Sure, your wedding photographer and/or the Google has the answer to just about any question you have, but sometimes, just sometimes, you travel 2,500 miles to surround yourself with inspirational dads you’ve only ever met on Facebook bloggers groups, Instagram, and the like.
One of those aforementioned dads is Pat Jacobs. I sat in on his Roundtable discussion, aptly titled Dust Off Your DSLR. He’s come full-circle – he loved photography, lost it, and has come back to it (literally) like a ball of fire! Well, not him, but the photos he’s putting out on Instagram of fire-spinning in abandoned spots of the urban oasis that is Chicago are…FIRE!
I’m guilty of keeping my Nikon D40x, a dinosaur by DSLR standards, in AUTO. Only recently have I been tooling around with shutter and aperture priority and despite getting a few great shots of the boys here and there, I have no clue how or why!? I’ve also been shooting images in RAW+JPEG, as if I have any idea what the hell I’m doing while editing.
The roundtable was only about twenty minutes long and everyone who sat in (10-15 people in my session) had different cameras and different questions. Pat was gracious enough to answer as many as he could despite the short time frame. I just sat in to listen and maybe learn a tip or two about how to capture better photos. Pat had some nuggets of advice and imparted his wisdom to the group, complete with a little basic print-out cheat sheet for both aperture and shutter priority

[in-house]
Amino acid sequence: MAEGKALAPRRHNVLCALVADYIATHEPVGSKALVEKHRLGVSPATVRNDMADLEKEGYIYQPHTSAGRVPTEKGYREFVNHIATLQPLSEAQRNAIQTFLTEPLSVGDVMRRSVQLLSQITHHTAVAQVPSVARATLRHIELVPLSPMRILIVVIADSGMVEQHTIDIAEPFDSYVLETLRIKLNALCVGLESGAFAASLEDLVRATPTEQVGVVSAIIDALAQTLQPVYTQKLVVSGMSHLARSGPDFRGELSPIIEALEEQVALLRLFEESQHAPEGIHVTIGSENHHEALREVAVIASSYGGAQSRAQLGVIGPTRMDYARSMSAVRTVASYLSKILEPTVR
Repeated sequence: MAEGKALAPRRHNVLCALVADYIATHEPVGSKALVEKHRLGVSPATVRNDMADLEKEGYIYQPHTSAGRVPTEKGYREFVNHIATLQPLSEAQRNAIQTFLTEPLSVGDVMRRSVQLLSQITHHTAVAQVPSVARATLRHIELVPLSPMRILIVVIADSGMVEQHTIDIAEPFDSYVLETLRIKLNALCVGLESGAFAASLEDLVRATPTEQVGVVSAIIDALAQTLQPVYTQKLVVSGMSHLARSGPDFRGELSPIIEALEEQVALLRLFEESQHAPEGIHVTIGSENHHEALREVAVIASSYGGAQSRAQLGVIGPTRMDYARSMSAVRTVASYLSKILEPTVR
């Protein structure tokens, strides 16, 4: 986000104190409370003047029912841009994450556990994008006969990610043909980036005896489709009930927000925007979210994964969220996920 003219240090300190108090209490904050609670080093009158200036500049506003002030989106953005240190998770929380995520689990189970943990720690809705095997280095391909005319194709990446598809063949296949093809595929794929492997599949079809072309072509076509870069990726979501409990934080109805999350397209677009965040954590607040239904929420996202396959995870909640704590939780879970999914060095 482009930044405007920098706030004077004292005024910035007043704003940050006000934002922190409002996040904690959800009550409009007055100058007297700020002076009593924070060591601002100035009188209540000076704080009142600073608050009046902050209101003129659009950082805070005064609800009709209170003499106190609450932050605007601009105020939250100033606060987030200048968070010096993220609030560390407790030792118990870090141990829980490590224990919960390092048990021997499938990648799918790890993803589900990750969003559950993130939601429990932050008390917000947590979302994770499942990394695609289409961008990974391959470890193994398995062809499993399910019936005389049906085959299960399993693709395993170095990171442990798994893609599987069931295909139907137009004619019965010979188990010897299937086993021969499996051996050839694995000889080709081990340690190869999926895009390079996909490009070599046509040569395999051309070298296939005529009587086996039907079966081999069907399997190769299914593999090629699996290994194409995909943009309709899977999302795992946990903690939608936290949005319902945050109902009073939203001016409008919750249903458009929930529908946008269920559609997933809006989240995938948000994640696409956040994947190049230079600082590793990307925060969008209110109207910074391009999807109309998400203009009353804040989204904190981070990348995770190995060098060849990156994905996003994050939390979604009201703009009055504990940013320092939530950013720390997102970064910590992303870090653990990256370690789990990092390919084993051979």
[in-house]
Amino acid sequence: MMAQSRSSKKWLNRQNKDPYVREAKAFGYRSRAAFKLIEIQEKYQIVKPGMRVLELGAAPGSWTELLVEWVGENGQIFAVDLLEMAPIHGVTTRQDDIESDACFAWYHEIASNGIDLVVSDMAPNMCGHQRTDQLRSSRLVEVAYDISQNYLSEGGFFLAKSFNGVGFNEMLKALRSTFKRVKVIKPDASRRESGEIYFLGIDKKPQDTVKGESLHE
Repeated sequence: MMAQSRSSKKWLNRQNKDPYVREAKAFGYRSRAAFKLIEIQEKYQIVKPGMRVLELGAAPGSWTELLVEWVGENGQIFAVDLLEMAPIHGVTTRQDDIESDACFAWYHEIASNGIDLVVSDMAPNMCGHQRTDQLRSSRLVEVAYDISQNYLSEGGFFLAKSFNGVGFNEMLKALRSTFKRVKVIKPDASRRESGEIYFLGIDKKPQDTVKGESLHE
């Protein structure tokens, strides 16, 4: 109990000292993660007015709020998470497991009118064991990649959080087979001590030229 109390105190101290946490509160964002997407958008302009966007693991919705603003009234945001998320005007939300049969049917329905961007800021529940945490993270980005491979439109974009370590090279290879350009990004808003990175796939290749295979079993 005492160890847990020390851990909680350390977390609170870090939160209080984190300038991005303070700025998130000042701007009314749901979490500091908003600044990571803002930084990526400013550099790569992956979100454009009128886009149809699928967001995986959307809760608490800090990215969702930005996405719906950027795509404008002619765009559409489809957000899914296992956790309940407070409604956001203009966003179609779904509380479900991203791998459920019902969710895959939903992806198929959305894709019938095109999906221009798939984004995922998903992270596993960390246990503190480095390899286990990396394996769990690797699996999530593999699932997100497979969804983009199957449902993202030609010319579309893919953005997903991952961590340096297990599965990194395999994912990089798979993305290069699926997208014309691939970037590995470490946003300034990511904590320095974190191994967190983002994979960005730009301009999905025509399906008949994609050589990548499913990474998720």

- APERTURE PRIORITY: user controls Depth of Field (DoF) // low f-stop = shallow DoF/blurry backgroud // high f-stop = deep DoF/sharper background // shutter speed will be chosen for you by the camera.
- SHUTTER PRIORITY: user controls shutter speed // higher shutter speed = faster movement capture // low shutter speed = possible blur (think light trails) // aperture will be chosen for you by camera.
I’ve always had a pretty good eye for photography (I like graffiti/industrial/brick backgrounds) but due to limited funds and resources (yes, camera, I’m blaming you), I haven’t totally embraced photography like I want to. But I’m reinvigorated to try branching out of AUTO and the pre-loaded settings like Portrait and Landscape and shoot in manual.
I picked his brain about a smaller 50mm f/1.8 lens which excels in low-light setting without relying on the flash – I think it lets in like four times as much light and it’s only about $130. Something I may invest in as it’s also perfect for portraits where you get that bokeh, or background blur, you see in professional photos.
Go on and dust ya’ DSLR off.